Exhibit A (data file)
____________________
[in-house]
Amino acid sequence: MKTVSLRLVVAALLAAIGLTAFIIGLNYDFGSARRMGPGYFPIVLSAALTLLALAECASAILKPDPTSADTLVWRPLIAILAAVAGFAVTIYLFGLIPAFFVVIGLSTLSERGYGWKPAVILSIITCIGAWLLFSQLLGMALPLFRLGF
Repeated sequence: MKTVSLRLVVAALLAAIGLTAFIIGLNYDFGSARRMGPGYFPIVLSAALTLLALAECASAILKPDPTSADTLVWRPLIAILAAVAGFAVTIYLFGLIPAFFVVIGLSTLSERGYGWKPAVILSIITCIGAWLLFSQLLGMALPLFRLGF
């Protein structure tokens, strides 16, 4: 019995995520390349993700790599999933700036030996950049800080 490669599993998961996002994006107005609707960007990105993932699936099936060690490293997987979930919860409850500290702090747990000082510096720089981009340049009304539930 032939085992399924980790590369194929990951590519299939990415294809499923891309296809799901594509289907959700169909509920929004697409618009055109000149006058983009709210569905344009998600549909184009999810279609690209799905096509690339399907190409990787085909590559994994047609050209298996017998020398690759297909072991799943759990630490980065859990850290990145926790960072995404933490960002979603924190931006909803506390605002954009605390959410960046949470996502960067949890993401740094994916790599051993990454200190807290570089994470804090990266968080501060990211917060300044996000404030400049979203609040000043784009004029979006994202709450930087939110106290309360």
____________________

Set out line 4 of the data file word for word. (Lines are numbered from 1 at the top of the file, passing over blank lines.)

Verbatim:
């Protein structure tokens, strides 16, 4: 019995995520390349993700790599999933700036030996950049800080 490669599993998961996002994006107005609707960007990105993932699936099936060690490293997987979930919860409850500290702090747990000082510096720089981009340049009304539930 032939085992399924980790590369194929990951590519299939990415294809499923891309296809799901594509289907959700169909509920929004697409618009055109000149006058983009709210569905344009998600549909184009999810279609690209799905096509690339399907190409990787085909590559994994047609050209298996017998020398690759297909072991799943759990630490980065859990850290990145926790960072995404933490960002979603924190931006909803506390605002954009605390959410960046949470996502960067949890993401740094994916790599051993990454200190807290570089994470804090990266968080501060990211917060300044996000404030400049979203609040000043784009004029979006994202709450930087939110106290309360």